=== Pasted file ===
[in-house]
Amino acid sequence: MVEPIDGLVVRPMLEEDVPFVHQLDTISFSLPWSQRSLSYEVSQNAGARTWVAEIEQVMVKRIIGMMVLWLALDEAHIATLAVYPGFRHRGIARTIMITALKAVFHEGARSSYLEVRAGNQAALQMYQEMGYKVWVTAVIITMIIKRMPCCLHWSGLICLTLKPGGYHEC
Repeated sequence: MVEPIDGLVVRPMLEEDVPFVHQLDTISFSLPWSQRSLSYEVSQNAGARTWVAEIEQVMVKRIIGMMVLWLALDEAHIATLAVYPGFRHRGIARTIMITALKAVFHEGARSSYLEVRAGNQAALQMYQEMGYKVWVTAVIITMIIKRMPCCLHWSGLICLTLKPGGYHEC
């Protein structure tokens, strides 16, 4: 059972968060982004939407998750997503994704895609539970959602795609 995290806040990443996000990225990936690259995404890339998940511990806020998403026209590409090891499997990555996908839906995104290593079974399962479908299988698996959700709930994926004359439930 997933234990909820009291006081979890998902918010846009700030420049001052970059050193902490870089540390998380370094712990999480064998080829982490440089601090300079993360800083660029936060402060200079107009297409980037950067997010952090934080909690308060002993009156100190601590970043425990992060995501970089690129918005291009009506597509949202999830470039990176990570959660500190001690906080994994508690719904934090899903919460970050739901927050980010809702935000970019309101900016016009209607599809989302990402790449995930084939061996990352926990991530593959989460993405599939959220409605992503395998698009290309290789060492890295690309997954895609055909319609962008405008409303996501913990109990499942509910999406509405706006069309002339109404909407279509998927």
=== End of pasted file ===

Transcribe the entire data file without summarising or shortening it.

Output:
[in-house]
Amino acid sequence: MVEPIDGLVVRPMLEEDVPFVHQLDTISFSLPWSQRSLSYEVSQNAGARTWVAEIEQVMVKRIIGMMVLWLALDEAHIATLAVYPGFRHRGIARTIMITALKAVFHEGARSSYLEVRAGNQAALQMYQEMGYKVWVTAVIITMIIKRMPCCLHWSGLICLTLKPGGYHEC
Repeated sequence: MVEPIDGLVVRPMLEEDVPFVHQLDTISFSLPWSQRSLSYEVSQNAGARTWVAEIEQVMVKRIIGMMVLWLALDEAHIATLAVYPGFRHRGIARTIMITALKAVFHEGARSSYLEVRAGNQAALQMYQEMGYKVWVTAVIITMIIKRMPCCLHWSGLICLTLKPGGYHEC
């Protein structure tokens, strides 16, 4: 059972968060982004939407998750997503994704895609539970959602795609 995290806040990443996000990225990936690259995404890339998940511990806020998403026209590409090891499997990555996908839906995104290593079974399962479908299988698996959700709930994926004359439930 997933234990909820009291006081979890998902918010846009700030420049001052970059050193902490870089540390998380370094712990999480064998080829982490440089601090300079993360800083660029936060402060200079107009297409980037950067997010952090934080909690308060002993009156100190601590970043425990992060995501970089690129918005291009009506597509949202999830470039990176990570959660500190001690906080994994508690719904934090899903919460970050739901927050980010809702935000970019309101900016016009209607599809989302990402790449995930084939061996990352926990991530593959989460993405599939959220409605992503395998698009290309290789060492890295690309997954895609055909319609962008405008409303996501913990109990499942509910999406509405706006069309002339109404909407279509998927």